Millie’s eye for design in A Friend of the Family – ‘Victorian tasselled lamps, a dramatic chaise longue in raspberry velvet, Afghan fur rugs, abstract paintings, framed sepia  photographs, a brown suede pouffe’ – is a major aspect of her appeal to the London brothers Tony and Sean. Libby in The Family Upstairs sells upmarket kitchens. Leah in 31 Dream Street dresses bedrooms in bubble-gum pink for a client’s daughters, while her neighbour Toby revamps his life by refitting his house with expensive sofas and flashy bathrooms. And in Watching You, it’s Nicola’s soulless, careless approach to her family home that begins to reveal her true character. The details build relentlessly throughout our exploration of the house. There’s ‘an overhead light that gave out a cruel yellow glare . . . institutional, uninspiring, bleak’; and ‘a bench . . . with a pile of old newspapers hanging off it and washing drying on a radiator: underpants scrunched into small stiff twists of fabric, a tired, drooping bra’; then:

. . . a faded blue sofa . . . an old piano . . . a chrome floor lamp, a small gilt-framed mirror above a fake-stone fireplace, a high-backed chair in the window that looked as though it should be in an old people’s home.

Interior design confirms a character’s inner life, and Nicola’s is cold and colourless. No wonder Joey, the closest person the novel has to a heroine, decides ‘she didn’t like this house. And she didn’t like Nicola.’

(c) Will Brooker

Edited extracts from The Truth About Lisa Jewell by Will Brooker published by Century.

Read Extract 1 here and Extract 3 here.

About The Truth About Lisa Jewell:

The Truth About Lisa Jewell

Have you ever thought about what it takes to become a bestselling writer?

If so, The Truth About Lisa Jewell is the book for you. It is the story of how a novel is written, from before the start to after the finish; it’s an in-depth analysis of how that novel fits into a bestselling author like Lisa Jewell’s career and her previous work, and what her style shares with authors from James Joyce to Martin Amis.

But this is more than just a study of an author at the top of her game. Like Lisa Jewell’s much-loved novels, it’s also the story of a relationship – between the bestselling author and the professor of cultural studies who has made her his muse – evolving slowly as the world comes gradually out of Covid. It’s the story of two very different writers getting to know each other gradually through words; two complete strangers becoming something more like friends.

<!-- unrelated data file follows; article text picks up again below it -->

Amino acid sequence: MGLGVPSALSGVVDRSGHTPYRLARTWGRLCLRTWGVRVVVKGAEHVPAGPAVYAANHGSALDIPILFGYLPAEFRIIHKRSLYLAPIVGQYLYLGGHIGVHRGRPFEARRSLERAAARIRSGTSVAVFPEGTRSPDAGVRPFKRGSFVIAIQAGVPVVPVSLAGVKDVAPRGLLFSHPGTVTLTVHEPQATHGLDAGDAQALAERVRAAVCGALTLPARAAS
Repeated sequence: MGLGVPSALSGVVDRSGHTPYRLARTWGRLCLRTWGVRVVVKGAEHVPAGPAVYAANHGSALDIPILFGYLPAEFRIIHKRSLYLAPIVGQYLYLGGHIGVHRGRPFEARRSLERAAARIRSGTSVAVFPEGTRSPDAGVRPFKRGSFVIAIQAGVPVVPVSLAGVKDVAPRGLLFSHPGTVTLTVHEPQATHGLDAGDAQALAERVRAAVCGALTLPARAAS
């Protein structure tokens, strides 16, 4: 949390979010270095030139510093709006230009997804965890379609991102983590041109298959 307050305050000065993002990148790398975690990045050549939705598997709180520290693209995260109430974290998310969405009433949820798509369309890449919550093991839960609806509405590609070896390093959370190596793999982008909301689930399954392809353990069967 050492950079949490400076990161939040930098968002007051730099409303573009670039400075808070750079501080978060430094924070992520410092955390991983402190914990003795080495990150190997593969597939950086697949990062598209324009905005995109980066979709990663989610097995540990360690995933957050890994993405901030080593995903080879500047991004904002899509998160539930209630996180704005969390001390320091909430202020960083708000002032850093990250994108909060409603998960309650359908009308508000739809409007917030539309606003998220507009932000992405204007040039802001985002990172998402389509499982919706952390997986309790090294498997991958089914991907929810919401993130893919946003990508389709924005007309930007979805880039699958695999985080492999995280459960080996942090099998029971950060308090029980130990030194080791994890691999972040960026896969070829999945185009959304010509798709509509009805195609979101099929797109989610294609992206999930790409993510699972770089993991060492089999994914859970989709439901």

A must-have for fans of Lisa Jewell, for aspiring authors who are interested in the path to success – and a testament to the way books can bring us together.

‘I read this yesterday in one glorious sitting! What an absolute treat of a book!’ Lesley Kara

‘This is definitely going to be one of the big ‘how to write’ books – every author who is on a quest to be Lisa Jewell will love it. Illuminating, revealing and absolutely fascinating, Will Brooker offers us the keys to the Jewell kingdom.’ Vanessa Fox O’Loughlin aka Sam Blake

Order your copy online here.

About the author

Will Brooker is Professor of Film and Cultural Studies at Kingston University, London. A scholar of fandom and popular culture, ranging from Alice in Wonderland to Batman and Blade Runner, he attracted global media attention in 2015 when he immersed himself in the life and work of David Bowie for a year’s research, published as the acclaimed Why Bowie Matters (HarperCollins, 2019). He is currently working with bestselling author Lisa Jewell on a book about her writing process.

Subscribe to our newsletter

Get all of the latest from delivered directly to your inbox.

Featured books